Most people don’t realize that I am a great communicator in the vein of Ronald Reagan, a/k/a The Great Communicator. Despite my grandest efforts to impress this concept upon the minds of others, technical difficulties in the transmission or reception of this information have repeatedly hindered my efforts.
Despite great advances in the conveyance of information in its many forms, whether oral, written, gestures, and even basic guttural utterances, the biggest problem with communication is a gap. This communication gap works like digital television reception. If it is disrupted, the picture comes through in fits and starts, while the dialogue sounds like “gick, gack, gack-gack, gick…”
At times our marital telepathic interactions work great – we know each other’s thoughts, and at times even think alike. Although, at times the art of expressing and conveying ideas between us crumble into an interchange of words that don’t accomplish their intended purpose of verbal expression, which the brain interprets as “gick, gack, gack-gack, gick…”.
The debit card has been a wonderful thing. Instead of filling out check blanks, all I have to do is swipe it through a slotted doohickey, answer a couple of questions and away I go. The trick is to remember to record the transaction in the checkbook register later. Occasionally, an entry is forgotten, but all in all, I do pretty well.
However, on one occasion, we had a communication gap regarding an entry. I was busy doing whatever it is I was busy doing at the time, when Katie who was reconciling the checkbook, asked me, “What is this entry in the checkbook about?”
“What entry is that?” I asked.
“All it says is “Garage,” with slight annoyance in her voice.
“That’s who it’s to.” I informed her matter-of-factly, knowing that I had done the right thing by entering the info in the register promptly.
“But ‘Garage’ only tells me what you spent the money on but not where you spent
I quickly realized that a communication gap had entered the room and threatened
to enlarge itself to “gacky” proportions. I quickly made an effort to deflate it before it could cause “no signal” to flash across the blank screen of conveyance. “I did not spend the money ON the garage, I spent the money AT the Garage.”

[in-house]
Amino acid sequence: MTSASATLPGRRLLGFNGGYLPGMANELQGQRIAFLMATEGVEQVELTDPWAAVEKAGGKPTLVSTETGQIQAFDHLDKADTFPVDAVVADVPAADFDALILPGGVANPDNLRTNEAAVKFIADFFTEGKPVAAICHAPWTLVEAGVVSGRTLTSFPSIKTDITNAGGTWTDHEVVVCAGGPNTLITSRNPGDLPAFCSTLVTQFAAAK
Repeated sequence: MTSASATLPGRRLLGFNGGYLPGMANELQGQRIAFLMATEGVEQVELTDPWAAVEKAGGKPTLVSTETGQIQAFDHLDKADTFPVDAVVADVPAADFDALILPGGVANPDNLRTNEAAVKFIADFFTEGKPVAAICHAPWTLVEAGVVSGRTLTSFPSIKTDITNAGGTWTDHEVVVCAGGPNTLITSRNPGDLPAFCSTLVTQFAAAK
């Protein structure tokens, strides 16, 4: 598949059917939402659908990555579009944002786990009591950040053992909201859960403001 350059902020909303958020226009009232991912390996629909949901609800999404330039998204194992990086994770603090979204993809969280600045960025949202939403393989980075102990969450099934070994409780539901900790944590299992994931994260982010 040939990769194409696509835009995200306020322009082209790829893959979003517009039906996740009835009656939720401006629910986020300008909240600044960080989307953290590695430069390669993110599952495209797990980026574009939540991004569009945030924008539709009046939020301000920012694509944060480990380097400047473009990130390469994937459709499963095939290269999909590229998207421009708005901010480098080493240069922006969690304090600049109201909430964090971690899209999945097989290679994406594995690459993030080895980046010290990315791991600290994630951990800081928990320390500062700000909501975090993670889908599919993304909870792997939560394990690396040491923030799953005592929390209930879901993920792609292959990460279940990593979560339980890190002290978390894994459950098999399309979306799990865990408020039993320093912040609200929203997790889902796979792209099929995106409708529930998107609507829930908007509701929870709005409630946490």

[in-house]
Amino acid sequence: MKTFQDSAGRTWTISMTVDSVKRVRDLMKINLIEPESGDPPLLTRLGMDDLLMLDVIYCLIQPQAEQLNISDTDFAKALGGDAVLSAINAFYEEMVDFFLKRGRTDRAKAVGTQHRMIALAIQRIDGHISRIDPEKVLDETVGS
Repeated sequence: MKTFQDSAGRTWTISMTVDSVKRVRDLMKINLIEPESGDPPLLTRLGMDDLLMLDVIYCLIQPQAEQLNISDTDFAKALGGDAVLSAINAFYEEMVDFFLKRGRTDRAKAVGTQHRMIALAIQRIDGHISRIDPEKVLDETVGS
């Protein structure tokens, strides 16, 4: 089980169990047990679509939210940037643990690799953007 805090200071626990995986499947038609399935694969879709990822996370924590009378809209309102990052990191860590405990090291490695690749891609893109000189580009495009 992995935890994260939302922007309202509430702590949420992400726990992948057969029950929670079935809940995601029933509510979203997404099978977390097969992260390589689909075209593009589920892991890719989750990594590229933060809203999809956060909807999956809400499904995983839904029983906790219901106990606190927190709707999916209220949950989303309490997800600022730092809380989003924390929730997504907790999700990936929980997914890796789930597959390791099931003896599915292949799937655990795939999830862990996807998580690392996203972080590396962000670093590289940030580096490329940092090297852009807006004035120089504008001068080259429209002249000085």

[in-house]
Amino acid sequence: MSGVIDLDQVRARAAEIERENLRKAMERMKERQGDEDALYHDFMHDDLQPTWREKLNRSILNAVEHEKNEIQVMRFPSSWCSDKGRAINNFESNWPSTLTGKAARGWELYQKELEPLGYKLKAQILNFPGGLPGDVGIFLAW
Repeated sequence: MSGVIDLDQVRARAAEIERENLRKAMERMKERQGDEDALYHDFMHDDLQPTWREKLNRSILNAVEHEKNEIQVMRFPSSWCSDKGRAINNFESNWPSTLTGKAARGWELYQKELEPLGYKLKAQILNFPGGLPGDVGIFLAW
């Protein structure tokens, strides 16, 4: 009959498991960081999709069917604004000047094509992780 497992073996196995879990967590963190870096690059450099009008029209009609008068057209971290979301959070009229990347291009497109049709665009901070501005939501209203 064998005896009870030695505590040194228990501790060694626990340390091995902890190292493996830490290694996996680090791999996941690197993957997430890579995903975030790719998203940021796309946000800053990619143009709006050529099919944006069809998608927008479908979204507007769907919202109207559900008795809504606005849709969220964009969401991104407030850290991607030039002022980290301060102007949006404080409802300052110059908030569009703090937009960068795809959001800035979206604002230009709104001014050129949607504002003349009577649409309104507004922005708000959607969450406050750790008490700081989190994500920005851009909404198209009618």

“What’s the difference?” She asked. Reception was impaired, or was it the
“I had the pickup repaired.”
“So?” Obviously, my attempts to head-off this event were failing.
“AT the Garage, not IN the garage.” Certainly, emphasizing the major differences
in the use of prepositions would clarify the issue.
“Again, what is the difference between AT the garage or IN the garage or ON the
garage or AROUND the garage? Just writing down ‘Garage’ doesn’t explain anything.”
I related, “The name of the place is The Garage,” which came across as “gicky
gackiness.” I know this because she did not respond favorably.
“Argh.” She said with absolute sincerity.
Relying on my superior communication skills to bridge the gap, I reiterated the
concept that I had thought I had related before. “I am not trying to be difficult. I had the pickup fixed at a shop called The Garage.”
“That’s a confusing name.”
She did have a point. “I didn’t name the place. There’s also a shop called The Shop.”
“Why would they do that?”
“I assume because they thought they were clever. Or else they were not very
original like naming their dog, Dog or cat, Cat.”
“Look at the confusion it causes.” It certainly had caused a communication gap to
“gickity-gack” up our marital bliss and happiness.
“Well, I had to have the heater core fixed on the pickup.”
“Why didn’t you fix it?”
“Too difficult, even the mechanic said so.”
“You didn’t get it fixed then? What did you pay money for?”
“They fixed it, but the mechanic had to tell me the story.”
“Well, do tell.”
The mechanic said, “I had to unbolt the dashboard and move it out of the way.”
I said. “I know, that is why I brought it to you.”
Mechanic:“Did you know the heater core cover was gone? It is a wonder it worked at all.”
I said: “No, but that is why I brought it to you.”
Mechanic:“I had to be a contortionist in order to get to it.”
I said: “I know that is why I brought it to you.”
Mechanic:“But I got it, I hope it doesn’t leak anymore.”
I said: “If it does, I bring it back to you.”
“If it does leak, you won’t try to fix it yourself will you?” She asked.
“Nope, I bring it back to THE GARAGE.”
“Well, next time would you put “car repair” in the second entry line?
“What do I do if I need to buy something to fix the garage?”
“Argh, you drive me crazy.”
As you can see, even the greatest of communicators can have episodes of “gick, gack, gack-gack, gick…”.